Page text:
“His conduct has forever tarnished a once-sterling reputation that took years to cultivate,” U.S. Attorney Preet Bharara said after sentencing. “We hope that others who might consider breaking the securities laws will take heed from this sad occasion and choose not to follow in Mr. Gupta’s footsteps.”
Prosecutors described how Gupta raced to telephone Rajaratnam with stock tips sometimes only minutes after getting them from board conference calls, helping Rajaratnam make more than $11 million in illegal profits for him and his investors. Rajaratnam is serving an 11-year prison sentence after his conviction last year.
The narrower insider trading case against Rajaratnam and his co-conspirators resulted in 26 convictions and was described by Bharara as the biggest insider trading case in history, successful in part because of unprecedented use of wiretaps more familiar to juries at mob and drug trials.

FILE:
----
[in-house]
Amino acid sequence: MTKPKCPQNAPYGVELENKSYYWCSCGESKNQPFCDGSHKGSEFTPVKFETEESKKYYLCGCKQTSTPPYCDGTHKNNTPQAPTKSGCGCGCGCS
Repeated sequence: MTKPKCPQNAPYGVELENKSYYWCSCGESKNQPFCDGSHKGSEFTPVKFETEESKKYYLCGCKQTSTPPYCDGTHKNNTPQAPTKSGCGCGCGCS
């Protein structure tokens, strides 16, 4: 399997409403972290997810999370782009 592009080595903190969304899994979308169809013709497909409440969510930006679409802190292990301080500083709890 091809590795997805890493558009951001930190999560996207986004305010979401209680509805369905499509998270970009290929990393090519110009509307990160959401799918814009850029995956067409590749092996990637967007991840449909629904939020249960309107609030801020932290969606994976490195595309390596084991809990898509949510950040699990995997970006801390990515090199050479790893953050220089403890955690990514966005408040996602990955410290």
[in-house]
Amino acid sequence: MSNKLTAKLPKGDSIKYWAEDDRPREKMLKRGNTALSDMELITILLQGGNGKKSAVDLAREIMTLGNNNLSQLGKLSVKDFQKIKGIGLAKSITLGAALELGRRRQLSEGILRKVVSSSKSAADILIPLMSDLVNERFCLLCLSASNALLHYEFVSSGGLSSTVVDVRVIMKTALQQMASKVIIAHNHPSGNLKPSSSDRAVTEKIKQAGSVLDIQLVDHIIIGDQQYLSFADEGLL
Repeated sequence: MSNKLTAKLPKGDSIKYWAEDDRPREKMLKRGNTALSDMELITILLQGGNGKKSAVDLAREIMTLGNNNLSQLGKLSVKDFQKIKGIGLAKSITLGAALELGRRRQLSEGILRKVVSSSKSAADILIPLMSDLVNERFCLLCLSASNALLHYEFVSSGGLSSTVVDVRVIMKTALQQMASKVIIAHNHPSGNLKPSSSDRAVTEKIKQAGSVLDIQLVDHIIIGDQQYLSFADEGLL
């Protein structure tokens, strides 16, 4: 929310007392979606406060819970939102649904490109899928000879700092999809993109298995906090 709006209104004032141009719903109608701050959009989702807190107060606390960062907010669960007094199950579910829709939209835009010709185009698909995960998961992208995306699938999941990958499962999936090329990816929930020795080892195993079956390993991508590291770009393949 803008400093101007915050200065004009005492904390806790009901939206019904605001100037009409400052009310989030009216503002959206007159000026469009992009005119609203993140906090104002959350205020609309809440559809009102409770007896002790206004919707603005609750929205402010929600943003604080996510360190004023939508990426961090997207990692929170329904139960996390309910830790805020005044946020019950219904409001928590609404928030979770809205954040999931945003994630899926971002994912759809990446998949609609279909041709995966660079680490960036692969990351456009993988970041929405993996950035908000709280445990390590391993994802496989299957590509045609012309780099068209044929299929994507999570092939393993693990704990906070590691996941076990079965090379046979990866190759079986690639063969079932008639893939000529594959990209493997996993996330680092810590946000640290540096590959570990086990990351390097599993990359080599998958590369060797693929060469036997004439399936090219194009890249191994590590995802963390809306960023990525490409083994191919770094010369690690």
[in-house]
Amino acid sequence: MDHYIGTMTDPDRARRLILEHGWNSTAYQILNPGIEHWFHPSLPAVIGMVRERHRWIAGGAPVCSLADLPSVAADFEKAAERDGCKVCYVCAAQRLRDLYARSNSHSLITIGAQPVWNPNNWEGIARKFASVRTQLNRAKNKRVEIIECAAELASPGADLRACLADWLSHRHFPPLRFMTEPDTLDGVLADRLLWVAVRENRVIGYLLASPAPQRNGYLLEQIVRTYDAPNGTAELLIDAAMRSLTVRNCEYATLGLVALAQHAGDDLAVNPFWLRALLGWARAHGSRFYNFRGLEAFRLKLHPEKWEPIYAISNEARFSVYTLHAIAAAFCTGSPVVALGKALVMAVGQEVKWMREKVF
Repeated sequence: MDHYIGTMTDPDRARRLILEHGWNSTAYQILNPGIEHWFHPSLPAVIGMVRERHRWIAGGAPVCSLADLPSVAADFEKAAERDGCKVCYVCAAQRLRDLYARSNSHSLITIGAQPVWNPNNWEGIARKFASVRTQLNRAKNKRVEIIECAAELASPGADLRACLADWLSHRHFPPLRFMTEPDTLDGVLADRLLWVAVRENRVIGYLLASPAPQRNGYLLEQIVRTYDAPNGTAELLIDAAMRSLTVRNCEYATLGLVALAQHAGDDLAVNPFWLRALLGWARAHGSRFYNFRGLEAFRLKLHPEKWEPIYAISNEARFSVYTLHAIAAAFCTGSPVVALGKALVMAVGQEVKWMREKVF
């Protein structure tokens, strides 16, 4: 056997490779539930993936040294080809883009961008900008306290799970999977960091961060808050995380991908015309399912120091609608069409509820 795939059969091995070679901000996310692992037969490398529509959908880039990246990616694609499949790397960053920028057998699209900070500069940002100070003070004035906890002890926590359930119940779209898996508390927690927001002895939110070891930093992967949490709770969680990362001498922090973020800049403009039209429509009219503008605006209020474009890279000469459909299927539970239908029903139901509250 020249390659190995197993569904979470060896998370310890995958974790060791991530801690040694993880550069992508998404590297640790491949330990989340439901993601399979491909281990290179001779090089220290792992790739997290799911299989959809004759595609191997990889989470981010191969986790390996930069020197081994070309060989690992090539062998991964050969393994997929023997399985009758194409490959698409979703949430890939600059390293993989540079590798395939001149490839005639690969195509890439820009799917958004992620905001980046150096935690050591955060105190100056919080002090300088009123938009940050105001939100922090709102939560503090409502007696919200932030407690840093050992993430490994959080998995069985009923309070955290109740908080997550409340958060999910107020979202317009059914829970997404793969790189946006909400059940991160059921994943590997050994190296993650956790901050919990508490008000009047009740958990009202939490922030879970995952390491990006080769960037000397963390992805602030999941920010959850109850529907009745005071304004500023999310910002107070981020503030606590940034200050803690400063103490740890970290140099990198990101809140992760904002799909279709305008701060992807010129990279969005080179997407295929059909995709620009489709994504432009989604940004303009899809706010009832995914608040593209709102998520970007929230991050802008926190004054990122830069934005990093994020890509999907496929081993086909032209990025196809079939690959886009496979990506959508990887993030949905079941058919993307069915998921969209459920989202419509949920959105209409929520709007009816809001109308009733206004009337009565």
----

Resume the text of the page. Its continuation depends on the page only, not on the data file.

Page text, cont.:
Prosecutors say Rajaratnam earned up to $75 million illegally through his trades while Gupta’s attorneys point out that their client earned no profits.
At trial, Gupta was convicted of three counts of securities fraud and one count of conspiracy, insider trading charges that prosecutors said should result in a prison sentence of up to 10 years in prison.
Rejecting defense arguments that a community service sentence would be sufficient, Rakoff said a prison sentence was necessary to send a message to insider traders that “when you get caught, you will go to jail.”
“While no defendant should be made a martyr to public passion, meaningful punishment is still necessary to reaffirm society’s deep-seated need to see justice triumphant,” the judge said. “No sentence of probation, or anything close to it, could serve this purpose.”